Togo’s army has repelled another attack in the northwest near the border with Burkina Faso, a military official said on Thursday, a month after eight troops were killed in the region.
Jihadist groups in Burkina Faso, Mali, and Niger are expanding and threatening a violent spillover into West African coastal states such as Ivory Coast, Ghana, Benin, and Togo.
Gunmen clashed with Togo troops outside a military post in Goulingoushi area in Togo’s far northwest between Wednesday and Thursday, before they were forced across the border, the military official said.
“It was one of our ambushes that surprised them outside the Goulingoushi post, in the far northwest,” he said.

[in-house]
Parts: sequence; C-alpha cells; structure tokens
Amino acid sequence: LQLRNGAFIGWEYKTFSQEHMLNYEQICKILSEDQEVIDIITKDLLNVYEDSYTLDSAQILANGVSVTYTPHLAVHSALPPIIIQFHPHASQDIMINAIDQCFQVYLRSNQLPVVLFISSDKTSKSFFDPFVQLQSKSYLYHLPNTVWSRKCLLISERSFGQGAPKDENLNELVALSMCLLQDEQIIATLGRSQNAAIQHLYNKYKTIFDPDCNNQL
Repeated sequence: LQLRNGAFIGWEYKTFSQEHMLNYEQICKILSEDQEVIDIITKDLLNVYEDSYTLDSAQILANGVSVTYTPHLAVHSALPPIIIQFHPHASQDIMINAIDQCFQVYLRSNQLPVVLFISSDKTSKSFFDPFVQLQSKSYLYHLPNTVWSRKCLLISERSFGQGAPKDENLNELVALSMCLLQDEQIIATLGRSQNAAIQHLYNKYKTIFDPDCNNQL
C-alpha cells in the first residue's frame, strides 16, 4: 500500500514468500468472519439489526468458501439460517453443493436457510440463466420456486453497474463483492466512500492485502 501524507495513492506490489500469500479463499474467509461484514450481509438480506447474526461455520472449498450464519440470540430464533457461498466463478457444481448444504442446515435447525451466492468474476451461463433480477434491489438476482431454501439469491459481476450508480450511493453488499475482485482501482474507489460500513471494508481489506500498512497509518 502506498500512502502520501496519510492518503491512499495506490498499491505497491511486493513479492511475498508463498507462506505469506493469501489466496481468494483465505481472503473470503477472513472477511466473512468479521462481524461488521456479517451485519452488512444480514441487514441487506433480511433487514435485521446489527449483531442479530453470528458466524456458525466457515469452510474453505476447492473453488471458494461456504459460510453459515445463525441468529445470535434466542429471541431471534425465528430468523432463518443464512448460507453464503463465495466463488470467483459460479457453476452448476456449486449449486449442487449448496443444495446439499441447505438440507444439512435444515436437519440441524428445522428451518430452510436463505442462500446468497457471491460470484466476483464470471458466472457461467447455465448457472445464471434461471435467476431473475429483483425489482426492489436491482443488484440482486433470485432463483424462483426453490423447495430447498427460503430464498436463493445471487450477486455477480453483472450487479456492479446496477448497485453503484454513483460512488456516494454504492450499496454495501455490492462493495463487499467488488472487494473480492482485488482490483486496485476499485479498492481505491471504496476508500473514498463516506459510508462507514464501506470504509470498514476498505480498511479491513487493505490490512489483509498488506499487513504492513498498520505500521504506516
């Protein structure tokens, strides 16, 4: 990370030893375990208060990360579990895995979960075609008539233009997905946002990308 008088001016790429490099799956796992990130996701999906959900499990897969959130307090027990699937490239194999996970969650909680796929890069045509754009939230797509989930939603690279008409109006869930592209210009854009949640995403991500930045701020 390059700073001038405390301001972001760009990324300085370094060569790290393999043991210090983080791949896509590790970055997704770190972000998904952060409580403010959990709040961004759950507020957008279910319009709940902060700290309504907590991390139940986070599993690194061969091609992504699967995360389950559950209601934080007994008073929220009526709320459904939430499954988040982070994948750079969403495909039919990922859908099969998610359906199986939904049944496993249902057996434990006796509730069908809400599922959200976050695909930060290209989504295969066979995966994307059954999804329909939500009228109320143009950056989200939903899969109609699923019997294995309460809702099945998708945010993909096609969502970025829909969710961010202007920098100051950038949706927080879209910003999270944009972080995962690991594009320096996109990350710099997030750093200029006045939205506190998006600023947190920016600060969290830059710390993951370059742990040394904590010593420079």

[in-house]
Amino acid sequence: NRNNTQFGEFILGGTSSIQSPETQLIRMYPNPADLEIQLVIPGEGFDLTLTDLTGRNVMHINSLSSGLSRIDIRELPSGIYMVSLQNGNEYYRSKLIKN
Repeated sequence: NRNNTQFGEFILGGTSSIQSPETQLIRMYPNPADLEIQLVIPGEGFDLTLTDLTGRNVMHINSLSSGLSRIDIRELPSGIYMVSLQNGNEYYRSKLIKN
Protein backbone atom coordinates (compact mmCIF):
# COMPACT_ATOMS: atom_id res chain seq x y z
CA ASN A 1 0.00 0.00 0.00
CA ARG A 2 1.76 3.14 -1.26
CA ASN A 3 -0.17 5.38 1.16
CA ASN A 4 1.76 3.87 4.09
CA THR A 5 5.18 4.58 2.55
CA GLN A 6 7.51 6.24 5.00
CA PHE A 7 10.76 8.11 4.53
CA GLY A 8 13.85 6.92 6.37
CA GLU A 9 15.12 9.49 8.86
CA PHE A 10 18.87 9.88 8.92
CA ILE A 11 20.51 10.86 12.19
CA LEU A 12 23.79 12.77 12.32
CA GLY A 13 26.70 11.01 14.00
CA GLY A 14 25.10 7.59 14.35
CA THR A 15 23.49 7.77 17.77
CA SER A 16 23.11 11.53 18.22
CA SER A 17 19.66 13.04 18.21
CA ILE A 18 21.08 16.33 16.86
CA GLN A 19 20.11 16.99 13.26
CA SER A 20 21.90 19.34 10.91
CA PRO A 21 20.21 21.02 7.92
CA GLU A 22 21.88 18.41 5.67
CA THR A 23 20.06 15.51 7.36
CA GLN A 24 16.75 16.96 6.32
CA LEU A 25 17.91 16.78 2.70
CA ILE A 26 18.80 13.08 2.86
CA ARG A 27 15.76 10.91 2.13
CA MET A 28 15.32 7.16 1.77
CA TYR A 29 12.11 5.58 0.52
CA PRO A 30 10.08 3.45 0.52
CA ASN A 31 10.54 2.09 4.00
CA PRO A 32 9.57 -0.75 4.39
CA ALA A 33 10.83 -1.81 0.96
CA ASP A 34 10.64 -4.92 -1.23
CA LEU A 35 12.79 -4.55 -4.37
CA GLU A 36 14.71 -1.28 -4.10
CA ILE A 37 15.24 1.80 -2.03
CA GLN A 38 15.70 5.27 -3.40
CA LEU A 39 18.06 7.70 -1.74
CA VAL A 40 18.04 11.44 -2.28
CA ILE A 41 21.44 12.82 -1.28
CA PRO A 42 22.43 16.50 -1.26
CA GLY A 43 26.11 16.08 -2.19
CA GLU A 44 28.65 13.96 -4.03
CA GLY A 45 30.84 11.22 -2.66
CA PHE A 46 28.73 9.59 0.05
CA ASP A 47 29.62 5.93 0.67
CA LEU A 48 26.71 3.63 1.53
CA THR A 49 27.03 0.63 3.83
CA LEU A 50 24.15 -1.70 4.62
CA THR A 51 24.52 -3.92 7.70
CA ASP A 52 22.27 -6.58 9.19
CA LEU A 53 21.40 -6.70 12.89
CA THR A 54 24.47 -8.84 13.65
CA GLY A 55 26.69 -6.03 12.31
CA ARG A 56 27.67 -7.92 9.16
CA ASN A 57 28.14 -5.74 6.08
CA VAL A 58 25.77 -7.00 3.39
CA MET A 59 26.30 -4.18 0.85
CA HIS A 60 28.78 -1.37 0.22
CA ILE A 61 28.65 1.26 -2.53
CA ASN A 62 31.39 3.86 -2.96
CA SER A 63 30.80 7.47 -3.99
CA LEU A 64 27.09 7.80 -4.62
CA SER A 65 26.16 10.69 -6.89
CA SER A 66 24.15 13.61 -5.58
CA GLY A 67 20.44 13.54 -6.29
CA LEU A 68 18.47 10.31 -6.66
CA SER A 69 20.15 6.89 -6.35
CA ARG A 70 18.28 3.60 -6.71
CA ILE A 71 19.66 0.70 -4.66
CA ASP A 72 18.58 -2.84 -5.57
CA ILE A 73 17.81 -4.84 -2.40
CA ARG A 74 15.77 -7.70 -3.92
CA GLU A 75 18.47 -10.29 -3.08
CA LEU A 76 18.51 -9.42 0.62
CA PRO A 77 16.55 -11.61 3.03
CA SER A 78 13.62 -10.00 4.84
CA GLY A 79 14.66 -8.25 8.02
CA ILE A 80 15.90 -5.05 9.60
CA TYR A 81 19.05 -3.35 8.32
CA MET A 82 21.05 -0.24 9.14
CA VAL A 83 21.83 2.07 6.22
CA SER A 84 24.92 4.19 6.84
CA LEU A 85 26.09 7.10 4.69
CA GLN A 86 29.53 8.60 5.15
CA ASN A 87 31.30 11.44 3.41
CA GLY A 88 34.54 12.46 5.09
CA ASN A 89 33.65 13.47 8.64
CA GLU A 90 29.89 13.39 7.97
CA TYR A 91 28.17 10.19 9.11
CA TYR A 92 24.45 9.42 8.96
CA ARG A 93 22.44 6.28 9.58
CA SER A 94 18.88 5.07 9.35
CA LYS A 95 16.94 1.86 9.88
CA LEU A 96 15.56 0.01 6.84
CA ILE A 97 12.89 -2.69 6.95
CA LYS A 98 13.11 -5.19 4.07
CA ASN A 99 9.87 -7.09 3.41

There were no deaths or wounded on the “Togo side,” the official said.
The assailants “have retreated and the Burkinabe army is on their heels. The sweeps continue on our side,” he said.
On Monday, Togolese authorities declared a security “state of emergency” in the Savannah region in the far north to help better coordinate their military response.
In early May, eight Togolese soldiers were killed and 13 others injured in the first official deadly terrorist attack in Togo. About fifteen assailants were killed by the Togolese soldiers.
The Mali-based Jama’at Nasr al-Islam wal Muslimin (JNIM) group claimed responsibility for that attack.
Armed incursions by jihadists linked to Al-Qaeda and the Islamic State (IS) organization from troubled Sahel nations have strengthened fears of a southward push towards the Gulf of Guinea.